Ah, the wonderful world of MS Windows. An environment ripe with complexities and peculiarities unique to the GUI based world loved and scorned by many. Traditionally, the windows installation procedure requires a windows RIS server to handle the duties of the installation server. The production Multi-OS install server was ultimately a Redhat EL 5 64bit host, however all of my development work and the prototype were built on an intel Solaris 10 64 bit installation.
The system built for the client, however, made use of both a single box running tftp, samba, and the python RIS implementation from http://oss.netfarm.it/guides/pxe.php. The basic setup is as follows:
TFTP – tftp-hpa 0.42 – With remap and with tcpwrappers was chosen as the tftp server to be used. The using of tcpwrappers is generally a good practice, but the remap function was the desired functionality in this version of tftpd. RHEL 5 ships with this binary as an rpm. The map file will be explained in further detail in when the image preparation is discussed.
SAMBA – samba 3.023c-2 – Was selected as the version of samba to run. Again, this was available as an rpm on RHEL 5 and made the selection easy. The following lines were added to the smb.conf configuration file to support the RIS installation environment:
encrypt passwords = yes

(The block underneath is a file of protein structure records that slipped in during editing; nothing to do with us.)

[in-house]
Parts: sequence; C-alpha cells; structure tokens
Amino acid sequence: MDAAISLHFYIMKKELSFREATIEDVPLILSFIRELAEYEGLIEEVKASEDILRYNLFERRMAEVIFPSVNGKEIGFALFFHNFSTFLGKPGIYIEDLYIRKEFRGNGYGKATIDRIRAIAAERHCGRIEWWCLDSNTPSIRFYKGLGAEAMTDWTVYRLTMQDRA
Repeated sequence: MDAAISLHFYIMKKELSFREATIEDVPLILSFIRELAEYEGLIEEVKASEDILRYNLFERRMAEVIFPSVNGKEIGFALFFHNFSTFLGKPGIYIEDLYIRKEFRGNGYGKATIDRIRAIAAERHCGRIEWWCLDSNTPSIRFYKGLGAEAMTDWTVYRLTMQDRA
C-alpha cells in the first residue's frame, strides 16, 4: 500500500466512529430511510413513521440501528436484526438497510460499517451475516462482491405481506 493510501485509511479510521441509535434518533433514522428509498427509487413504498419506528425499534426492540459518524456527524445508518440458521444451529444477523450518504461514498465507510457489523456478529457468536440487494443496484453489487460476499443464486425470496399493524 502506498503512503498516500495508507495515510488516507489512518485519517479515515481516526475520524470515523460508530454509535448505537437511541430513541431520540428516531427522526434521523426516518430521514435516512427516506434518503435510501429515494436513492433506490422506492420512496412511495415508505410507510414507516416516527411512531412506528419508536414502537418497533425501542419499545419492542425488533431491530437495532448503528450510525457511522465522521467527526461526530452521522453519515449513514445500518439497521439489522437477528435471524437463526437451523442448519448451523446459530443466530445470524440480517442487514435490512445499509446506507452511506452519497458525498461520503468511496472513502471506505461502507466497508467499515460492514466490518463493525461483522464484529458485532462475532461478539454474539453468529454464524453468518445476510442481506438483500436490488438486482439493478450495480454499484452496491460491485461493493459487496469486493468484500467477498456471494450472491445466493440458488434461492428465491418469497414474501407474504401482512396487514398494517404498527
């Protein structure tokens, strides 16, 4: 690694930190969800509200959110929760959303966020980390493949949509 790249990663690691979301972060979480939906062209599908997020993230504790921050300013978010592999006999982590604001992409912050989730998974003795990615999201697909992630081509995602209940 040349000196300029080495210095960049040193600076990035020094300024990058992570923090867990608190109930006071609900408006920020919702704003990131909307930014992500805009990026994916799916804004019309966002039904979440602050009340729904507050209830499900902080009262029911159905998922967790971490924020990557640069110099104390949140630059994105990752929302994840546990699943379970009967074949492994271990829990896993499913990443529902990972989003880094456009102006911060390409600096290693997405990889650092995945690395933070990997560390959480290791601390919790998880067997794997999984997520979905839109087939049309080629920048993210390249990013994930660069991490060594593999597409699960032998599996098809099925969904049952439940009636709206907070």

null passwords = yes
socket options = TCP_NODELAY SO_RCVBUF=8192 SO_SNDBUF=8192
idmap uid = 16777216-33554431
idmap gid = 16777216-33554431
template shell = /bin/false
winbind use default domain = no
guest account = nobody
map to guest = Bad User
The last line allows any user that fails authentication to map to the guest account. If the samba server is setup on a different domain than the rest of the organization, as it was in the case on this network, the desktop computers will have access to the CIFS shares to pull cabs, or other files, from the CD images available on the shares. Note: While testing on unix using smbclient, the share name is \\\\HOST\\SERVICE. If you happen to add a trailing \\ on the end, the service name wont match and the connection will fail with a “tree connect failed: NT_STATUS_BAD_NETWORK_NAME.”
RIS – The UDA v 1.4 provided the foundation binlsrv.py and infparser.py files that were used to initialize the 32 bit OSes. As written, the core binl code needed to be refactored and extended for the intelligent inclusion of additional operating systems, both 32 and 64 bit. The biggest change was made to the infparser and allows it to read the list of operating systems to be parse from a text file. A link to my updated versions of the files can be found here: binlsrv.py, infparser.py, and windirs.conf.sample.
Once the requisite software has been installed, the image will need to be prepared. This will be covered in the next section entitled “Multi-OS Installation: Configuring the Windows Image.”